Feeling subordinate can be psychologically stressful, but how does the view from the bottom affect our health and well-being? As Sapolsky (2004) explains, studying the influence of dominance hierarchies on stress responding and health in the wild has helped us understand how rank and/or status influences us humans. In non-human primates, low rank can lead to higher resting glucocorticoid levels, as everyday basal circumstances are stressful, in addition to lower glucocorticoid response when faced with a stressor, which ultimately leads to maladaptive and delayed recovery. However, social subordinance does not always lead to chronic stress and increased risk of stress-related disease. In certain species, as well as in humans, sometimes it is actually beneficial to not fill the dominant rank. Additionally, changing stability of dominance hierarchies can also contribute to stress, or lack thereof, due to feelings of control and predictability. Thus, in both humans and other species, chronic stress is not simply elicited due to being at the bottom of the hierarchy, more factors are at play. For example, the instance of stress-related disease is dependent upon the type of society the animal lives in, their personal experience in that society, coping skills, personality (or ability to stay positive in the face of adversity) and availability of social support. This tells us a lot about the animal-environment interaction and we can examine these factors when assessing how status influence stress and disease in humans too. One way to examine “rank” in humans is through socioeconomic status. Poverty and low SES are consistently related to increased risk of stress-related disease, but like animal models, this relationship is nuanced and filled with moderators. For instance, if you live in an environment with high income inequality, low social cohesion and social capital and a high rate of crime this will increasingly predict poor disease outcome, more so than a low-ranking SES alone. Therefore, it is not simply a linear relationship between low rank and increased risk of stress-related disease, but rather, for humans and animals it is dependent upon the rank and how this rank interacts with environmental factors to determine our outcomes.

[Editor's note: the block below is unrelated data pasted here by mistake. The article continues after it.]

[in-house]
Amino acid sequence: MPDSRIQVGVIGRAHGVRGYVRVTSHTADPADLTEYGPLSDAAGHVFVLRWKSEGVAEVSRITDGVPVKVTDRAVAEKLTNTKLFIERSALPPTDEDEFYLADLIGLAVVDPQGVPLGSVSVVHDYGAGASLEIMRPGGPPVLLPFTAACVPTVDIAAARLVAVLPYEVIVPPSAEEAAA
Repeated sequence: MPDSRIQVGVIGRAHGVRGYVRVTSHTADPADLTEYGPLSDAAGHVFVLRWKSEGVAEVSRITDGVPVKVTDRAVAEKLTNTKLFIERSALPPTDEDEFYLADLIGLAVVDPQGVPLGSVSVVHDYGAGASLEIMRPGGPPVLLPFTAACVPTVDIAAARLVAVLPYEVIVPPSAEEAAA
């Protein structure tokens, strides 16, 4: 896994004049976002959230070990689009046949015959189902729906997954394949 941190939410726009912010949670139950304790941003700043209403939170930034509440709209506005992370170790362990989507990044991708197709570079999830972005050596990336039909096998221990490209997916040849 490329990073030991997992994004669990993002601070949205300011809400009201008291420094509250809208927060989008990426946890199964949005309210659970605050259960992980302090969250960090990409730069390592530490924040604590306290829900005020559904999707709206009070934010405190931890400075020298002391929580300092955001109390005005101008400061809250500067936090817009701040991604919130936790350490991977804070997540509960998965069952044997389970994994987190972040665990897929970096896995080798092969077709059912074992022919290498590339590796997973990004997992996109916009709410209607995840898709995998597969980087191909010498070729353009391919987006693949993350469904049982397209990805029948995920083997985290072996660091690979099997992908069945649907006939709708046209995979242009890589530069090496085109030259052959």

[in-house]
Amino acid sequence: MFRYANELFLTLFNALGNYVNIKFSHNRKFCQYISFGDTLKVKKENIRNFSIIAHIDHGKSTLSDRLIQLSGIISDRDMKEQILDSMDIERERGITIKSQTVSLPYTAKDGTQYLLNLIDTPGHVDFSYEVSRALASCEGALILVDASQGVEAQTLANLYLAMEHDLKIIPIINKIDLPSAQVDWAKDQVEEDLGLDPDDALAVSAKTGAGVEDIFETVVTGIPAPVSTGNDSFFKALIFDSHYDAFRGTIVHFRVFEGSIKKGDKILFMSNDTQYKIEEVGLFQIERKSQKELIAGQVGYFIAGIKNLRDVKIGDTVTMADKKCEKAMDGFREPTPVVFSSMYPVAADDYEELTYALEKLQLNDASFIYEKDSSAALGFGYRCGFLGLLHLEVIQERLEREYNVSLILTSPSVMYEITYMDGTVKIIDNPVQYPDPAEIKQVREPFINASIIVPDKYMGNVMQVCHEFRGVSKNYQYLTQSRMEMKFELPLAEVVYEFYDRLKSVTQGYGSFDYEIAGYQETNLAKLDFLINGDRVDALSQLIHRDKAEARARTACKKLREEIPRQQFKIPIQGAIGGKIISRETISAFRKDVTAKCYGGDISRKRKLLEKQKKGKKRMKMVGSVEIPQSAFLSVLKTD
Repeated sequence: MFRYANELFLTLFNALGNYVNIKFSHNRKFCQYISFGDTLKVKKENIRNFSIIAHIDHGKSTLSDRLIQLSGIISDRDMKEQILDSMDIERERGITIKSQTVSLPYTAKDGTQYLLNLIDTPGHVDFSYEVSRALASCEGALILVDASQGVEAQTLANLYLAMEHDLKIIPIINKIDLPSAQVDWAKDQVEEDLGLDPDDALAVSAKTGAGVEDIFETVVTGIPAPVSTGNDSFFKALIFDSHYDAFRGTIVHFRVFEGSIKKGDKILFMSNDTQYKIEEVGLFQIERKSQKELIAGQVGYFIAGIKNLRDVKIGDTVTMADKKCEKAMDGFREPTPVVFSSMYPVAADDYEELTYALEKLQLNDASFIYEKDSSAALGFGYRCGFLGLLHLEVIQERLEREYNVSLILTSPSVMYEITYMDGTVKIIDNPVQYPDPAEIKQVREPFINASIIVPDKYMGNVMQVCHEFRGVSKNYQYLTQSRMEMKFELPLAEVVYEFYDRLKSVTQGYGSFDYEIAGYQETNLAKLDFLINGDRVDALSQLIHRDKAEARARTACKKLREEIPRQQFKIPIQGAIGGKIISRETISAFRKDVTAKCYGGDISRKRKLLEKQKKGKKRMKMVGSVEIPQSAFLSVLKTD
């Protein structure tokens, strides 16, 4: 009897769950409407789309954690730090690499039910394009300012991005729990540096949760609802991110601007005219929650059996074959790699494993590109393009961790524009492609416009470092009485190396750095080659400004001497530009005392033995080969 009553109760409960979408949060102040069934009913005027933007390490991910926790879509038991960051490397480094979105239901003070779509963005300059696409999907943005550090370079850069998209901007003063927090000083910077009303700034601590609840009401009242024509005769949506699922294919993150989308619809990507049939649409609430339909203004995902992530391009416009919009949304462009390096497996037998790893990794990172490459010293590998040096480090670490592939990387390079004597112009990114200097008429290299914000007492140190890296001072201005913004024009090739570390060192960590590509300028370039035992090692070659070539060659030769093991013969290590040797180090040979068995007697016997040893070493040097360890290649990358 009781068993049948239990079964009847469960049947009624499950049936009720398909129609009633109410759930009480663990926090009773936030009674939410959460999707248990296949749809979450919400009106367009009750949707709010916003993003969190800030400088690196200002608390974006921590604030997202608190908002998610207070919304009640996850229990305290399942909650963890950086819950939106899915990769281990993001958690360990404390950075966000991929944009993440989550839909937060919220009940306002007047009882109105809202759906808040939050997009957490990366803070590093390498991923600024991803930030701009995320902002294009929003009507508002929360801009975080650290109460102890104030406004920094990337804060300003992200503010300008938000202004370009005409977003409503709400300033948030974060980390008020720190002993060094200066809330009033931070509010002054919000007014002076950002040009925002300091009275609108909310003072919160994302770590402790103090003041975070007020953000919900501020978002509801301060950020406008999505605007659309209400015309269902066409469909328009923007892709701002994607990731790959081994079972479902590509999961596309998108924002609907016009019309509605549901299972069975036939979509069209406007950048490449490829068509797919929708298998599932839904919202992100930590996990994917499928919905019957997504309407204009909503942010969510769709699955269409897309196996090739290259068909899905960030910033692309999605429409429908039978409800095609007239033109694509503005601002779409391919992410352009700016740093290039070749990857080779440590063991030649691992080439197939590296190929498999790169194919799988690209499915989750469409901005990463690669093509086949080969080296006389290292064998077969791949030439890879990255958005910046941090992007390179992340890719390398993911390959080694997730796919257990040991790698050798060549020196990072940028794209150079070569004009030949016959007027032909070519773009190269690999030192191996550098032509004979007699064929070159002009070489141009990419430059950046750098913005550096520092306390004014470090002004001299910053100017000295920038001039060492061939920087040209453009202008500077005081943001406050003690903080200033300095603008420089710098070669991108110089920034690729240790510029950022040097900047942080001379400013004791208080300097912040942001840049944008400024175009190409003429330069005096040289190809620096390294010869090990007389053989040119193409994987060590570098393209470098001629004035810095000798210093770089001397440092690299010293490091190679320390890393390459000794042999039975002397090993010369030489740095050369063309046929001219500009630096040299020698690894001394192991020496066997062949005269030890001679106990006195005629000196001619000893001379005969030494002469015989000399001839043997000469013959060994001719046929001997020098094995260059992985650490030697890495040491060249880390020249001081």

Another way to define the rank of an individual is whether they belong to a socially advantaged or disadvantaged group. These groups can be defined by factors such as racial identity, sexual orientation, or weight, among others. Those individuals who belong to socially disadvantaged groups have higher levels of health problems, even when they are of higher SES than their socially advantaged counterparts. Race is one such category through which social hierarchy status or disadvantage develops in the United States. However, interestingly, although racial minorities are typically at higher risk for race-related daily and chronic stressors, interracial interactions can elicit stress in both racial minority and majority groups. This heightened stress can be driven by anxious expectations of social rejection due to previous experiences with race-based discrimination. In a set of experiments, Page-Gould and colleagues (2014) demonstrated that race-based rejection sensitivity accentuated the perceived demands of an interracial interaction and elicited negative responses, such as heightened psychosomatic symptoms, in those individuals with fewer cross-race friendships. The opposite pattern was true for those individuals with a greater number of cross-race friendships, ultimately serving as a protective factor for those with high levels of RS-race. They posited that previous positive experiences in interracial interactions due to these friendships likely increased individual’s belief that they had resources to cope with situational demands of the interaction. Furthermore, this correlational finding was strengthened when Page-Gould and colleagues (2014) demonstrated that development of a new cross-race friendship (due to study manipulation) had causal effect on individual’s self-efficacy for such interracial interactions and subsequently reduced stress-related symptoms in those individuals with high race-based rejection sensitivity. Thus, positive experiences with individuals of differing races can reduce feelings of perceived stress that might arise in anticipation of or during such an encounter. This type of positive interaction could potentially be beneficial for those individuals who have a fear of appearing prejudice and subsequently elicit an increased stress-response, marked by heightened cortisol levels, during interracial encounters (Trawalter et al. (2012). As Major, Mendes and Dovidio (2013) outline, future research should apply social psychological theories aimed at understanding intergroup interactions when assessing the effects of social hierarchies on health disparities. Taking this type of approach might help us to better understand the various factors at play in terms of how intergroup, interpersonal and intrapersonal processes affect stress-related health outcomes.